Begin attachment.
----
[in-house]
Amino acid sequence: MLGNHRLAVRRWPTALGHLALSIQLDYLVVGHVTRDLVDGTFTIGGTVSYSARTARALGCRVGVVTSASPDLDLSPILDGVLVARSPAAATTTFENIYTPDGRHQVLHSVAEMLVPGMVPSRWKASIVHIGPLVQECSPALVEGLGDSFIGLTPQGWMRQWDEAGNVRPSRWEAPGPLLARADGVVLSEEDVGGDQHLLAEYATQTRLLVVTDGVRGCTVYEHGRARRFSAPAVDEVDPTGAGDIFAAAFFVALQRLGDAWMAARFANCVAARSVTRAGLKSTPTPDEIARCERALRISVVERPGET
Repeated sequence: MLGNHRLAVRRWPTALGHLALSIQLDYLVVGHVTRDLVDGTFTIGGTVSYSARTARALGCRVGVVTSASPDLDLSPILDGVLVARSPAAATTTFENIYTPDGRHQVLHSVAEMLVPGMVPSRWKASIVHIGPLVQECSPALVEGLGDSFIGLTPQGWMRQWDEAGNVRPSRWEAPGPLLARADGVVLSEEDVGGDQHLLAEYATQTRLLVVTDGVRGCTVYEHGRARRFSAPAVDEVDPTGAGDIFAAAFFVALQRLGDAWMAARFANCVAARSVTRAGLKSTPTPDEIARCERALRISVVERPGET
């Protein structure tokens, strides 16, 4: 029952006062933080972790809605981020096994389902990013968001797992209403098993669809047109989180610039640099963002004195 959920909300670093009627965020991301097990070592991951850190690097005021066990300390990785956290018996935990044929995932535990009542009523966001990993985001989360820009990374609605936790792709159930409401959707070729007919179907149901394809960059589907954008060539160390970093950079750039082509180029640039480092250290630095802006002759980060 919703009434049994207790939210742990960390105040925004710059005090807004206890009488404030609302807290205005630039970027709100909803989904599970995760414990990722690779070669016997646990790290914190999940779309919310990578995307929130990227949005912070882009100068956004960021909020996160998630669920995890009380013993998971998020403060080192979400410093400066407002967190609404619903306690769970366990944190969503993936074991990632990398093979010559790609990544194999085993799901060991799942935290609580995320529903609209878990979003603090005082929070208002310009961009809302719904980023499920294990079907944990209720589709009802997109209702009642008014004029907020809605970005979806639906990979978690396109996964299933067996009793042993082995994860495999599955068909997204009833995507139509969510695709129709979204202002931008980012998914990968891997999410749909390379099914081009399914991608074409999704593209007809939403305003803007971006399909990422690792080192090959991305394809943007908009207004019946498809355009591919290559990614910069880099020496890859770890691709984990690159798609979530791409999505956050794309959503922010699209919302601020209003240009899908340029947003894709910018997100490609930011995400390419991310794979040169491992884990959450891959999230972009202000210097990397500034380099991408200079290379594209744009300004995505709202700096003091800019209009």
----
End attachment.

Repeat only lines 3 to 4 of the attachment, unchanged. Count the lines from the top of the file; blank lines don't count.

Repeated sequence: MLGNHRLAVRRWPTALGHLALSIQLDYLVVGHVTRDLVDGTFTIGGTVSYSARTARALGCRVGVVTSASPDLDLSPILDGVLVARSPAAATTTFENIYTPDGRHQVLHSVAEMLVPGMVPSRWKASIVHIGPLVQECSPALVEGLGDSFIGLTPQGWMRQWDEAGNVRPSRWEAPGPLLARADGVVLSEEDVGGDQHLLAEYATQTRLLVVTDGVRGCTVYEHGRARRFSAPAVDEVDPTGAGDIFAAAFFVALQRLGDAWMAARFANCVAARSVTRAGLKSTPTPDEIARCERALRISVVERPGET
């Protein structure tokens, strides 16, 4: 029952006062933080972790809605981020096994389902990013968001797992209403098993669809047109989180610039640099963002004195 959920909300670093009627965020991301097990070592991951850190690097005021066990300390990785956290018996935990044929995932535990009542009523966001990993985001989360820009990374609605936790792709159930409401959707070729007919179907149901394809960059589907954008060539160390970093950079750039082509180029640039480092250290630095802006002759980060 919703009434049994207790939210742990960390105040925004710059005090807004206890009488404030609302807290205005630039970027709100909803989904599970995760414990990722690779070669016997646990790290914190999940779309919310990578995307929130990227949005912070882009100068956004960021909020996160998630669920995890009380013993998971998020403060080192979400410093400066407002967190609404619903306690769970366990944190969503993936074991990632990398093979010559790609990544194999085993799901060991799942935290609580995320529903609209878990979003603090005082929070208002310009961009809302719904980023499920294990079907944990209720589709009802997109209702009642008014004029907020809605970005979806639906990979978690396109996964299933067996009793042993082995994860495999599955068909997204009833995507139509969510695709129709979204202002931008980012998914990968891997999410749909390379099914081009399914991608074409999704593209007809939403305003803007971006399909990422690792080192090959991305394809943007908009207004019946498809355009591919290559990614910069880099020496890859770890691709984990690159798609979530791409999505956050794309959503922010699209919302601020209003240009899908340029947003894709910018997100490609930011995400390419991310794979040169491992884990959450891959999230972009202000210097990397500034380099991408200079290379594209744009300004995505709202700096003091800019209009």